Neurocrine reported revenue of $222.09 million in third quarter results, a 46.3% year-over-year jump.
That followed more patients taking ingrezza, the San Diego biotech’s drug for an involuntary movement disorder.
In addition, Neurocrine recorded a $20 million milestone payment after its drug for heavy menstrual bleeding associated with uterine fibroids was submitted to the U.S. Food and Drug Administration for consideration.
Neurocrine licensed the drug, called elagolix — already approved for the condition endometriosis — to pharmaceutical AbbVie.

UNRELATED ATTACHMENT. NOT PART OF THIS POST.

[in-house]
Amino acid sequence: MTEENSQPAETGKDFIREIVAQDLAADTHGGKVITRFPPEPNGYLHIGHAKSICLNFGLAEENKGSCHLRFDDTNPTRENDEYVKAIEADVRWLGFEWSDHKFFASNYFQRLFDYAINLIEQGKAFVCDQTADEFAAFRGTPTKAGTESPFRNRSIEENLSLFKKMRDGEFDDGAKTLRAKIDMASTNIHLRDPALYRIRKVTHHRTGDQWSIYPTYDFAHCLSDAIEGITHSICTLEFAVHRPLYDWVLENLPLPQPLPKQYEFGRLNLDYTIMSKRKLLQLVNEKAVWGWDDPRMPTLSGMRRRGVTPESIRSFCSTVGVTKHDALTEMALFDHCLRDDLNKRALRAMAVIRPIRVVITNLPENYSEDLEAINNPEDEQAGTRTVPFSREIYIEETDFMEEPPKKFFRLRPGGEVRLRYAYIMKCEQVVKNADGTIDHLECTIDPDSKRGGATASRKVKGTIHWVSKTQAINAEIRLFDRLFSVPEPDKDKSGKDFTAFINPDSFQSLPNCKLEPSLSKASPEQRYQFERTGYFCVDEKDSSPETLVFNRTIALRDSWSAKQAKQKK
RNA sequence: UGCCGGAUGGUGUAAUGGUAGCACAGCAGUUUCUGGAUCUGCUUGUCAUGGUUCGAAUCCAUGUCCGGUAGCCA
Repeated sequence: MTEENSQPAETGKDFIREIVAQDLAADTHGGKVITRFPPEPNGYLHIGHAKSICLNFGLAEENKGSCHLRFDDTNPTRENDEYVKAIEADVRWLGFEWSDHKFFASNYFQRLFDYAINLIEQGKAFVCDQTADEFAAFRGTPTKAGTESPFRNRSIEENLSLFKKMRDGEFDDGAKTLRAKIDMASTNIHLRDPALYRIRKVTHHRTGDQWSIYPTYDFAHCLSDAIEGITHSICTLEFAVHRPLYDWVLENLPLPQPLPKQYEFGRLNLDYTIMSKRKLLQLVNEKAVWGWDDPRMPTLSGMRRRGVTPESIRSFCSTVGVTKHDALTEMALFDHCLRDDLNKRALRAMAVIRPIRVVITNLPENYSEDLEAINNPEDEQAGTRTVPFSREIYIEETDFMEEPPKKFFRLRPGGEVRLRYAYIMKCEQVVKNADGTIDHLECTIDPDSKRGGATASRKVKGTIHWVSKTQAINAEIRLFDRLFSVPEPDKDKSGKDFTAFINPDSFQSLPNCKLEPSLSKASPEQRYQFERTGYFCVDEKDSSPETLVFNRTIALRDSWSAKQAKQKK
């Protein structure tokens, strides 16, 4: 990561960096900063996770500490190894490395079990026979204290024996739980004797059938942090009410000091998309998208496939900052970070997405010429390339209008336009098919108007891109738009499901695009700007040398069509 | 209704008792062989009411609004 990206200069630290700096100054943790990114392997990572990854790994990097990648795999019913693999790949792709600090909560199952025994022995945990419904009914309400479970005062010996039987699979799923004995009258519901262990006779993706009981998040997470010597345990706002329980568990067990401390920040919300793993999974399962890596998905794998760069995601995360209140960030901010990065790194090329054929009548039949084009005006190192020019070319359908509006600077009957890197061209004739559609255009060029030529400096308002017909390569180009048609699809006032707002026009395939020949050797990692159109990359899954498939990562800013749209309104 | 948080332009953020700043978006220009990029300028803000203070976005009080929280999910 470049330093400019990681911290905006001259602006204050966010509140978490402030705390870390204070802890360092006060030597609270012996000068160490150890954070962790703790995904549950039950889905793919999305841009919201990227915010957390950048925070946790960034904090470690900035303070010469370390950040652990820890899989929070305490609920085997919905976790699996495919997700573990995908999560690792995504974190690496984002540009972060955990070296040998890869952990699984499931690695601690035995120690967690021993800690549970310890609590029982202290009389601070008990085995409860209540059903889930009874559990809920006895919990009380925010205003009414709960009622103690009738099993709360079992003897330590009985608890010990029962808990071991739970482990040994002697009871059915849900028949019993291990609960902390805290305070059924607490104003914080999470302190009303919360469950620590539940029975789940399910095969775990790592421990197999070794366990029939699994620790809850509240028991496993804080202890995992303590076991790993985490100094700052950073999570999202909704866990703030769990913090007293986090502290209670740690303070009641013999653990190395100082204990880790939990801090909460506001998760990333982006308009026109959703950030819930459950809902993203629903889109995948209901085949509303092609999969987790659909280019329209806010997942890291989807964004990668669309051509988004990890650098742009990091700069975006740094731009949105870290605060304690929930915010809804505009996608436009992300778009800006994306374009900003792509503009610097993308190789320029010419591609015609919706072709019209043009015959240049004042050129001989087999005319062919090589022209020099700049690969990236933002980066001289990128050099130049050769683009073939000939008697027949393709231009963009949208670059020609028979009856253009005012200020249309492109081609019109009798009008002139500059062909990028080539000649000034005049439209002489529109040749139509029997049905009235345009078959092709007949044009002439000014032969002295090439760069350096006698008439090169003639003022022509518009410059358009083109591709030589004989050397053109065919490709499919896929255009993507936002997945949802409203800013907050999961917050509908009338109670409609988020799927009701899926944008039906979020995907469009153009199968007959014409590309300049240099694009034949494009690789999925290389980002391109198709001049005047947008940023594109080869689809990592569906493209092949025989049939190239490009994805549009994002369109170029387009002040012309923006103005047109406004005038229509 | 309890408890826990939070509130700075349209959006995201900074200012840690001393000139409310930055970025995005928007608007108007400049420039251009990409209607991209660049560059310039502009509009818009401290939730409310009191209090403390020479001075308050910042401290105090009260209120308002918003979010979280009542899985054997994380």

The biotech said it’s also prepping for the U.S. approval of opicapone, a therapy meant to prolong the benefits of existing Parkinson’s treatment levodopa. Last year, Neurocrine gained North American rights to opicapone from Portugal’s Bial for $30 million upfront.
“We remain focused on providing patients with access to Ingrezza and preparing for the approval of opicapone in the U.S., while investing strategically to position the company as a leading global biopharmaceutical organization,” said CEO Kevin Gorman.
In the third quarter Neurocrine logged net income of $53.8 million, or $.056 diluted earnings per share. This compared to net income of $50.8 million, or $0.52 diluted earnings per share, for the same period in 2018.
Sales, general and administrative expenses were $84.5 million, a 40% year-over-year increase, in part due to a sales force expansion that wrapped up last year.
Neurocrine's comeback story made a San Diego Business Journal article this summer about biotechs that rebounded.